Making Sense of Commodity Exchange-Traded Products

By Grant Engelbart, CFA

For hundreds of years, investors have been buying and selling commodities. In fact, sources point to the first commodity futures contract dating back to the 1600s! Given this lengthy history of investing, it is quite surprising that investing in commodities was very difficult for the retail investor until exchange-traded products (ETPs) made things easier. In 2004, the first commodity ETP was launched as a way for investors to hold gold. Today there are over 100 U.S.-listed commodity ETPs, used by investors of all types; however, how these products work is often misunderstood.


Traditional commodity exchange-traded funds (ETFs) either hold physical commodities or commodity futures contracts. Physical commodity ETFs generally only exist for products that make sense to store over long periods of time, such as precious metals. For instance, gold is held in a vault backing each share of the corresponding ETF that exists. The price of the ETF reflects the change in the spot price of gold throughout the day. Now you can’t ask for the physical gold that backs your shares, but if there is enough interest (or lack thereof) in the product to cause an imbalance between the price of the ETF and how much gold is in the vault, the trustee may have to go and purchase (or sell) more physical gold. Pretty interesting, don’t you think?

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Futures-based commodity ETFs are generally used for broad-based commodity indexes and other commodities that don’t make sense to physically hold (corn does poorly in vaults). The price of these ETFs reflects the price of the commodity futures, not the spot price. This can result in large return differences between the spot price of a commodity you see on television versus the actual return of the ETF. Commodity ETFs arranged as partnerships will generally issue K-1 tax forms, which can be a pain. However, some new structures in the ETF world have made the K-1 nonexistent.


Exchange-traded notes (ETNs) trade much like traditional ETFs; however, they aren’t funds at all. An ETN is actually debt issued generally by a bank. This debt has a maturity date on which the bank promises (key word) to pay the return on a specified index, such as the spot price of oil, at maturity. Investors can redeem their notes with their issuers for the current price, which keeps the ETN trading very close to its stated benchmark. In fact, many ETNs have lower tracking errors than ETFs because they don’t have to deal with purchasing futures as mentioned above. Since these notes are debt issued by a bank, which is generally unsecured, the credit quality of the issuer is important when purchasing ETNs. ETNs will also avoid the aforementioned K-1 tax form, as they are not arranged as partnerships.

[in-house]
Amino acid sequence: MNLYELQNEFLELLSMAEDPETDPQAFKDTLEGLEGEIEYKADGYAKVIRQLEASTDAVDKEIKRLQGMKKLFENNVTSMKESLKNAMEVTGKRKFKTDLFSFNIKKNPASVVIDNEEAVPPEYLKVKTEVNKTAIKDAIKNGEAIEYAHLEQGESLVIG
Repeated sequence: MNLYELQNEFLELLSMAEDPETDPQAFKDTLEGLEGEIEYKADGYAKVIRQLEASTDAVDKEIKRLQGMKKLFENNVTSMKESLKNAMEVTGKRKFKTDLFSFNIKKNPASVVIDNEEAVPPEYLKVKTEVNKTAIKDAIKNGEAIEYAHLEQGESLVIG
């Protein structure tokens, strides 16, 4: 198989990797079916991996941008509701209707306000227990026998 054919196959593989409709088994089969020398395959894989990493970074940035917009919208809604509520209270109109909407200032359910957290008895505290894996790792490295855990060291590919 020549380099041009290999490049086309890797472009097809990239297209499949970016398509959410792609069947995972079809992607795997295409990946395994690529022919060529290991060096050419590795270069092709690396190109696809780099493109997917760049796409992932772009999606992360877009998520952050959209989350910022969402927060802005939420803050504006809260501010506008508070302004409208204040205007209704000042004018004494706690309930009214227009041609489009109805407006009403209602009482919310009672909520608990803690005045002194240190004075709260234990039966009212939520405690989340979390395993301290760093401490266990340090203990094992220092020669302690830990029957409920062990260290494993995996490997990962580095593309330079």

Inclusion in a Portfolio

Commodities have been one of the most hated asset classes over the past year. For the contrarian, this creates opportunity. Commodities are generally a more volatile asset class. However, in combination with a traditional balanced portfolio, commodities can increase risk-adjusted returns over the long term and also help protect against inflation.

When thinking about including commodities in a portfolio, there are many considerations. Historically, energy commodities have correlated the most with the broad equity market; while agricultural commodities tend to be more defensive (have better returns when the stock market is down). From a risk and return standpoint, a longer-term allocation to commodities through an index that has some weight in agriculture makes sense. For those more tactical in nature, during recoveries after commodity bear markets (such as the one we are in), energy-related commodities have outperformed on the way back up.

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Commodities are of course cyclical in nature, but they can provide the needed “zig” when the rest of your portfolio is “zagging”. Exchange-traded products provide for easy and sometimes efficient access to commodities. Make sure you pay attention to the way the index is put together, as many can differ significantly. Tax consequences for your clients are also very important. With some research and a little due diligence, it won’t be long before commodities are working again for your clients.